Diagnosing Multiple Sclerosis

Multiple Sclerosis is a devastating autoimmune disease where your body’s own immune system attacks nerves in your brain and spinal cord. The name comes from the scarring or sclerosis that appears in your brain tissue. Millions are affected by this disease, and there is no cure at the present time. Unfortunately, there is no clear way to diagnose the disease, though there are many tests that are used to show that MS is potentially present in the body.

The first method that’s used is a review of your complete medical history combined with a standard neurological exam, which measures how well your brain and spinal cord are functioning. The doctor’s skill is also an important factor, since an expert in MS will know which questions need to be asked in order to properly evaluate the symptoms of an improperly functioning nervous system.

Other tests that will sometimes be used to assist in a diagnosis include an MRI, which can show scar tissue that’s characteristic of the disease. Even so, scarring can be caused by other diseases as well, so it’s often up to the neurologist to make a judgement based on what he or she knows about the individual patient. Sometimes a spinal tap or a lumbar puncture will be administered, where a small amount of cerebrospinal fluid that runs through your spinal column is examined for the disease, or an evoked potential test will also be used. This test involves placing wires on your scalp to test your brain’s response to electrical stimuli, and can also detect if the brain’s neural pathways have been damaged. Blood tests may also be performed, for even though MS itself won’t appear in a test other diseases that mimic its symptoms can be detected.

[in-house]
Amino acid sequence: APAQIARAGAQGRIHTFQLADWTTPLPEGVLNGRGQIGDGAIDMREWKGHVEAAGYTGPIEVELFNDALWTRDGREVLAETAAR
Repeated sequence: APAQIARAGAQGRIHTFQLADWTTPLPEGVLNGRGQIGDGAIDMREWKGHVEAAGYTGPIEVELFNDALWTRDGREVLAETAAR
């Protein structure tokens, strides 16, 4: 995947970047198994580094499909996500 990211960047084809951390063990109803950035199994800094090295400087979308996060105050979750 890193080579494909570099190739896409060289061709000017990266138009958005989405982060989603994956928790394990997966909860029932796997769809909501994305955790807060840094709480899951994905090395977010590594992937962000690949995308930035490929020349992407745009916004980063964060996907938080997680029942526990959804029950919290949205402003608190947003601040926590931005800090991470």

Although none of these tests are fool-proof, they can give neurologists a good idea if you have the disease. The accepted medical criteria for having the disease include exhibiting MS symptoms between the ages of 20-50 years old, having visible damage on the brain or spinal cord, evidence of multiple abnormalities on an MRI, or at least two or more episodes of symptoms that last at least 24 hours and occur at least a month apart of each other. Once MS has been positively identified, your doctor will determine how advanced the disease is, the prognosis over a set period of time, and different treatment options to help combat the symptoms.

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